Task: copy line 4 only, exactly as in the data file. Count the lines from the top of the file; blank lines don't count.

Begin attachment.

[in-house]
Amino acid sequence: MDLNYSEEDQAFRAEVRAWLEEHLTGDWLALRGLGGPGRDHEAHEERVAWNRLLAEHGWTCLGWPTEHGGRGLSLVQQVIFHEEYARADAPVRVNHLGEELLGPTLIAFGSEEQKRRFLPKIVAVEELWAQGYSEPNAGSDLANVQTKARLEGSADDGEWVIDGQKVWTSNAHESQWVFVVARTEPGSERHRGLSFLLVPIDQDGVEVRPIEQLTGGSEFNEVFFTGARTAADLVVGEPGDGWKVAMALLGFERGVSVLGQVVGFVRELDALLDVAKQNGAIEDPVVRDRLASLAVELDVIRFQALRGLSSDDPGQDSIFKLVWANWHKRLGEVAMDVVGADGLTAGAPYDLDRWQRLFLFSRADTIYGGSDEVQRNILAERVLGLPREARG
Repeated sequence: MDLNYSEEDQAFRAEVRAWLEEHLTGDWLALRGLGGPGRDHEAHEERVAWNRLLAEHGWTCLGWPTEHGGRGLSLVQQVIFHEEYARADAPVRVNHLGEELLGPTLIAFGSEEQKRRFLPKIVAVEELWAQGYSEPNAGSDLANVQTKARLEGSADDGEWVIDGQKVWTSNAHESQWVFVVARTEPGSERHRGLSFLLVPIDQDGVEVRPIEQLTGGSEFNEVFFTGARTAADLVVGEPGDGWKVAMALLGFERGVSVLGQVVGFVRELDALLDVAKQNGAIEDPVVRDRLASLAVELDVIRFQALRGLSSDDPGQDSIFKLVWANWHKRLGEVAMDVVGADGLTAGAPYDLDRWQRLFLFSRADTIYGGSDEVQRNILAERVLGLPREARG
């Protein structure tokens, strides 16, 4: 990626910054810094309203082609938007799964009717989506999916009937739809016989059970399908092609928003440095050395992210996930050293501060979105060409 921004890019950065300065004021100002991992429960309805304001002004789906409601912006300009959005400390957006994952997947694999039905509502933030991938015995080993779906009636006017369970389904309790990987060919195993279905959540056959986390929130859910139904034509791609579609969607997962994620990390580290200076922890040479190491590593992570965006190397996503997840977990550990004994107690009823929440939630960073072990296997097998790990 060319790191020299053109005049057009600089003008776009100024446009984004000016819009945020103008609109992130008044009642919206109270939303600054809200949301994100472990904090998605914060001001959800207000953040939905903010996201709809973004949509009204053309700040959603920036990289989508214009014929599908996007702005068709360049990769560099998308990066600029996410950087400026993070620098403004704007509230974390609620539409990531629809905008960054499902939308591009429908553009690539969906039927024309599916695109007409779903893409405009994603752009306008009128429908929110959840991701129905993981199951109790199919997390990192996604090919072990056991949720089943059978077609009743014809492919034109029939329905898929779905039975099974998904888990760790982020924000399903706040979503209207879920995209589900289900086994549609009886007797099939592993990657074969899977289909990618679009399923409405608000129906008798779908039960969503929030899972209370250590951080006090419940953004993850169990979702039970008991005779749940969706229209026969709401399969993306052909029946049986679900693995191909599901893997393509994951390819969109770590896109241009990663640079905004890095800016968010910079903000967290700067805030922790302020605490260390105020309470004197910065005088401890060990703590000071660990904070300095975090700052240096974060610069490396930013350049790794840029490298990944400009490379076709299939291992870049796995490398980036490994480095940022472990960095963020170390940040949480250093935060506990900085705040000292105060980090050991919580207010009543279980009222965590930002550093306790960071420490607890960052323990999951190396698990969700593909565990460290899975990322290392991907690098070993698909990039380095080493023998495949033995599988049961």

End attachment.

């Protein structure tokens, strides 16, 4: 990626910054810094309203082609938007799964009717989506999916009937739809016989059970399908092609928003440095050395992210996930050293501060979105060409 921004890019950065300065004021100002991992429960309805304001002004789906409601912006300009959005400390957006994952997947694999039905509502933030991938015995080993779906009636006017369970389904309790990987060919195993279905959540056959986390929130859910139904034509791609579609969607997962994620990390580290200076922890040479190491590593992570965006190397996503997840977990550990004994107690009823929440939630960073072990296997097998790990 060319790191020299053109005049057009600089003008776009100024446009984004000016819009945020103008609109992130008044009642919206109270939303600054809200949301994100472990904090998605914060001001959800207000953040939905903010996201709809973004949509009204053309700040959603920036990289989508214009014929599908996007702005068709360049990769560099998308990066600029996410950087400026993070620098403004704007509230974390609620539409990531629809905008960054499902939308591009429908553009690539969906039927024309599916695109007409779903893409405009994603752009306008009128429908929110959840991701129905993981199951109790199919997390990192996604090919072990056991949720089943059978077609009743014809492919034109029939329905898929779905039975099974998904888990760790982020924000399903706040979503209207879920995209589900289900086994549609009886007797099939592993990657074969899977289909990618679009399923409405608000129906008798779908039960969503929030899972209370250590951080006090419940953004993850169990979702039970008991005779749940969706229209026969709401399969993306052909029946049986679900693995191909599901893997393509994951390819969109770590896109241009990663640079905004890095800016968010910079903000967290700067805030922790302020605490260390105020309470004197910065005088401890060990703590000071660990904070300095975090700052240096974060610069490396930013350049790794840029490298990944400009490379076709299939291992870049796995490398980036490994480095940022472990960095963020170390940040949480250093935060506990900085705040000292105060980090050991919580207010009543279980009222965590930002550093306790960071420490607890960052323990999951190396698990969700593909565990460290899975990322290392991907690098070993698909990039380095080493023998495949033995599988049961």